Hell: See some stunning images of the California fires

You must have heard of the fires - again! - devastating burning in southern California. In fact, although the region is prone to such a disaster, it is unusual for them to happen so intensely in mid-December, when winter approaches in the northern hemisphere and temperatures are lower.

Winds from Santa Ana

Santa Ana winds recorded by NASA satellite in 2002 (Wikimedia Commons / NASA / JPL-Caltech)

But apparently there is an explanation for the fierce fires: there is a characteristic weather phenomenon in southern California and northern Baja California called “Santa Ana Winds”, which consists of extremely dry winds that typically hit the entire region during the fall and fall. early winter. For this year the strongest winds of recent years are being recorded - and, unfortunately, they are spreading the flames.

As a result, in recent days tens of thousands of people have had to leave their homes and hundreds of firefighters are working hard to contain the fires. In addition, a huge number of structures were engulfed in fire, not to mention the thousands of acres of woodland, fields and hills north of Los Angeles that are being consumed by flames. The images of this true “hell” are stunning and frightening - and you can check out a selection of them below:

(The Atlantic / Jae C. Hong / AP)

(The Atlantic / Jae C. Hong / AP)

(The Atlantic / David McNew / Reuters)

(The Atlantic / David McNew / Reuters)

(The Atlantic / David McNew / Getty)

(The Atlantic / David McNew / Reuters)

(The Atlantic / Noah Berger / AP)

(The Atlantic / Noah Berger / AP)

(The Atlantic / Gene Blevins / Reuters)

(The Atlantic / Gene Blevins / Reuters)

(The Atlantic / Gene Blevins / Reuters)

(The Atlantic / Mario Tama / Getty)

(The Atlantic / Jae C. Hong / AP)

(The Atlantic / Noah Berger / AP)

(The Atlantic / Chris Carlson / AP)

(The Atlantic / Gene Blevins / Reuters)

(The Atlantic / Noah Berger / AP)

(The Atlantic / Jae C. Hong / AP)

(The Atlantic / Reed Saxon / AP)

In addition to being closely monitored by news agencies and photographers, the devastation caused by the fires is also being monitored from space by satellites from NASA, the European Space Agency and climate organizations - and this “privileged” view allows us to better understand the immense proportion of the destruction. Look:

(Inverse)

(Inverse)

(Inverse)

There is even a map showing where fires are currently occurring, so that people avoid these danger zones and follow the situation:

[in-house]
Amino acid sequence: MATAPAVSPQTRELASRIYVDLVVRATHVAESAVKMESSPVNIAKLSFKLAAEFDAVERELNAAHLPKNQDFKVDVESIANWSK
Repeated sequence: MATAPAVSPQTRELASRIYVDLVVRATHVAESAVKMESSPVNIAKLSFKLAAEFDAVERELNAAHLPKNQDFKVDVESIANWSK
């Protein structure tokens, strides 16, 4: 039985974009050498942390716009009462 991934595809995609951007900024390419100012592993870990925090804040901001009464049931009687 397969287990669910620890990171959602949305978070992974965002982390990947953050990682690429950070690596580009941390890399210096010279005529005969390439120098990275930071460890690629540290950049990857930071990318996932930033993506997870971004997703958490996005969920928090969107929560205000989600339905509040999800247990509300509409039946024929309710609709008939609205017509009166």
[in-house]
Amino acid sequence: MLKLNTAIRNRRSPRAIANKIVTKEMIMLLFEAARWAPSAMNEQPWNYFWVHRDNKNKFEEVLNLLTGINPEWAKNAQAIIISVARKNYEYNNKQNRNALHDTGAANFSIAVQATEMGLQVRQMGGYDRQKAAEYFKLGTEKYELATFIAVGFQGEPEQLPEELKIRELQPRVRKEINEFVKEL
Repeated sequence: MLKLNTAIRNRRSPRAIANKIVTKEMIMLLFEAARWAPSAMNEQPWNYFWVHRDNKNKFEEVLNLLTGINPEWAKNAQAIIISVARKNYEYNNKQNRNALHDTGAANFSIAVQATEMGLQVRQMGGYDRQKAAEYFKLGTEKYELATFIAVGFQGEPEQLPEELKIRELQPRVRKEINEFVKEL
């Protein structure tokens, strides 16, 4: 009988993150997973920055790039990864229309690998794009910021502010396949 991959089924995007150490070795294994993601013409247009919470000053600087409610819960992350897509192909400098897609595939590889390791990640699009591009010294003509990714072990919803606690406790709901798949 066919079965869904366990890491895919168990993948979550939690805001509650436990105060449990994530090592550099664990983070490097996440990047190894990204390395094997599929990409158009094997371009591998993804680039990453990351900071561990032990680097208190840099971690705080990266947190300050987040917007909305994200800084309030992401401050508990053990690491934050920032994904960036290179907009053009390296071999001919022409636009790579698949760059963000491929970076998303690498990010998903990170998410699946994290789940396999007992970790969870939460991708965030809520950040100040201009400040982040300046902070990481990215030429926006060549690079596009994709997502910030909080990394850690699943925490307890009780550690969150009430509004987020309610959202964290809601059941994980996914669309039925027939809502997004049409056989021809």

And, of course, there are also countless haunting images being shared on social networks by locals or people passing through the region. Check out some records below:

The intense and surreal fire activity up on along the 33, north of Ojai. Winds gusting, roads covered with rocks, embers flying around. #thomasfire https://t.co/8D7oA15GwQ pic.twitter.com/gF4NEysHsV

- Marcus Yam (@yamphoto) December 7, 2017

#ThomasFire is now 26, 000 acres with 0% perimeter containment. Fire & Sheriff resources continue with impact area evacuations and structure protection operations. @VCFD #VCFD pic.twitter.com/qbdOJwPzBu

- VCFD PIO (@VCFD_PIO) December 5, 2017

#ThomasFire - mandatory evacuations ordered for East Ventura, north of foothill Road. The rapid rate of spread will push this fire into that area within a few hours. pic.twitter.com/wfYwI2S8vu

- VCFD PIO (@VCFD_PIO) December 5, 2017

Please get to safety. #ThomasFire pic.twitter.com/8lZOddSHvS

- Marcus Yam (@yamphoto) December 5, 2017

The Thomas Fire in Ventura has now burned 90, 000 acres on its way to the Pacific Ocean. Today fire officials are focused on preventing it from moving into the Ojai Valley. ??: @wallyskalij, @yamphoto, Michael Owen Baker / For the Times

A post shared by the Los Angeles Times (@latimes) on Dec 6, 2017 at 12:10 pm PST

We are packed and ready. It is two city blocks away. We and our property manager are staying awake and keeping an eye. We just spent some time with him on our roof and the flames are still strong. The wind shifts this way & that. We are very, very nervous, but as far as we can tell, safe at this time. #thomasfire

A post shared by Michelle A. Evans (@ventura_salt) on Dec 5, 2017 at 3:41 PST

CALIFORNIA FUEGO TORMMENT Spending this morning aiming at the cities where, my homeland (Ventura, California) and (Santa Paula) where my husband grew up ... Both cares in llamas. It is sad to see what is currently going through our county. #ThomasFire #SinSleep #VenturaCA #SantaPaulaCA #BendicionesBomberos

A post shared by @Consejera Sahara Del Sol (@saharadelsoloficial) on Dec 5, 2017 at 3:39 PST

#ThomasFire #MandatoryEvacuation #SantaPaula #Ventura #CA #StaySafe #SoSad. #Hometown #onfire.

A post shared by ARLENE ?? (@mytx_life) on Dec 5, 2017 at 3:18 PST

This is the worst thing to ever happen to our town. I managed to get up close and personal with all the devastation and I am extremely saddened by all of this. Everyone stay safe out there. I hope all of your homes are well ?? We'll stick together as a town and get through this together. Much love to all of Ventura and most importantly, thank you to all of the Firefighters out there doing all in their power to save all of them can. #ThomasFire

A post shared by Abel Guitron (@ abelguitron0) on Dec 5, 2017 at 3:19 PST